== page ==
Optimizations for embedded systems


I'm reading a research paper that describes a loop optimization technique that removes nested conditional blocks. The authors claim that their transformation yields a speed-up of 30% on average applied to some embedded systems software (referring just to the code segments containing the nested loops). Since their approach duplicates the loop iteration space, they also provide the resulting code increase that is almost 80% on average.

What do you think, is this approach promising? I mean an execution speed-up of 30% for the nested loops is a great improvement, but on the other hand you almost double the loop code size. So, in my opinion, such a large code size increase for embedded systems with limited memory is very crucial and I wonder if embedded systems vendors would accept it or would rather completely forgo this optimization.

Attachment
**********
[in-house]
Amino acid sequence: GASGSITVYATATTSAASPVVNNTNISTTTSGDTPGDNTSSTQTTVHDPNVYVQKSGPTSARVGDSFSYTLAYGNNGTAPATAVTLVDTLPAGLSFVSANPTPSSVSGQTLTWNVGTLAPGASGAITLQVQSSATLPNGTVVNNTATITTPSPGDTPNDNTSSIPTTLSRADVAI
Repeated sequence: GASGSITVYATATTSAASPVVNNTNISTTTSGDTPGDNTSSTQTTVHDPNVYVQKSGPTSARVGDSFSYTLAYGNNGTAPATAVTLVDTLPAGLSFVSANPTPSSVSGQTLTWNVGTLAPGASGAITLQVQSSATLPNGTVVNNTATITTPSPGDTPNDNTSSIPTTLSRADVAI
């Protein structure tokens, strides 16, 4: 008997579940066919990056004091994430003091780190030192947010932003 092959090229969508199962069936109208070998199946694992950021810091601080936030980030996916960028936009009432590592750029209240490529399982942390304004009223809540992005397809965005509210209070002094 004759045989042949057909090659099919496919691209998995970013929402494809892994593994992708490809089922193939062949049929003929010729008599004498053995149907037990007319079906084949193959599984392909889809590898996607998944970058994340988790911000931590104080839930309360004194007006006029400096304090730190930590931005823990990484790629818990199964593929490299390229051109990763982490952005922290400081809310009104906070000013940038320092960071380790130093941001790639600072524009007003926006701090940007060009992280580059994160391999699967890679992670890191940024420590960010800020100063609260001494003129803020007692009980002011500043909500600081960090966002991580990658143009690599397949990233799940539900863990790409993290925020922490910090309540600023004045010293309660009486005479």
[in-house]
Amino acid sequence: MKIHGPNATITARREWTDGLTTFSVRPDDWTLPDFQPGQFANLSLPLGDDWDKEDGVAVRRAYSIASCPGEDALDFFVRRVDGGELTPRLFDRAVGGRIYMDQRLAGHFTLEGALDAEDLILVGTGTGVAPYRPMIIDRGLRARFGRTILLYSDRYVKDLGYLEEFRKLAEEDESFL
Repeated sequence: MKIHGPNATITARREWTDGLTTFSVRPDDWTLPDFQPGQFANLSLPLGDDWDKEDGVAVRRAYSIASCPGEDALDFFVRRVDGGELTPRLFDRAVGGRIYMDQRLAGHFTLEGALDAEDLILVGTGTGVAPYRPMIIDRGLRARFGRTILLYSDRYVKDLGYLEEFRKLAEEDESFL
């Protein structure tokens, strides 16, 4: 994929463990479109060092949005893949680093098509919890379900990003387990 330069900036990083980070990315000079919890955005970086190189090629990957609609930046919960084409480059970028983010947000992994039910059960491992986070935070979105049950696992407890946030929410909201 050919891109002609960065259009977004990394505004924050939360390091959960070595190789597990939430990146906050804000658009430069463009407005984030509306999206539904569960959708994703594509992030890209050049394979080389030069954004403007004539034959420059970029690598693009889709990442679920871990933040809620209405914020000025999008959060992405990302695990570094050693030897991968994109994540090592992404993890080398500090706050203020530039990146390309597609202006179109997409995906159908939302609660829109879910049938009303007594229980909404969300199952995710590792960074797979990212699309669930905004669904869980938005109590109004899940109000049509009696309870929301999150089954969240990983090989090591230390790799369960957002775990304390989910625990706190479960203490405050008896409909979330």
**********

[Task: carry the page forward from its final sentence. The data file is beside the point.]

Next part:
Thank you for your opinion.

Best regards, Christian

Reply to
Christian Christmann
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There is almost always a tradeoff between code size and speed. Every application is different so there is no 'right' answer, only ' most appropriate for this particular instance'. For the same reason, the figures above are also of course meaningless as every application will be different - in each case the optimum tradeoff needs to be considered. As code space is generally more important, the default behavour should be 'only unroll loops when and where is absolutely necessary'.

Reply to
Mike Harrison

In article , Christian Christmann writes

As far as I know most embedded compilers already incorporate loop optimisation for speed or size. I don't think there is anything new here.

\/\/\/\/\ Chris Hills  Staffs  England     /\/\/\/\/
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Reply to
Chris Hills

Write for clarity, then profile the result. Do it under various optimization flags. Then apply that thing held up by your neck.

Chuck F (cbfalconer at maineline dot net)
   Available for consulting/temporary embedded and systems.
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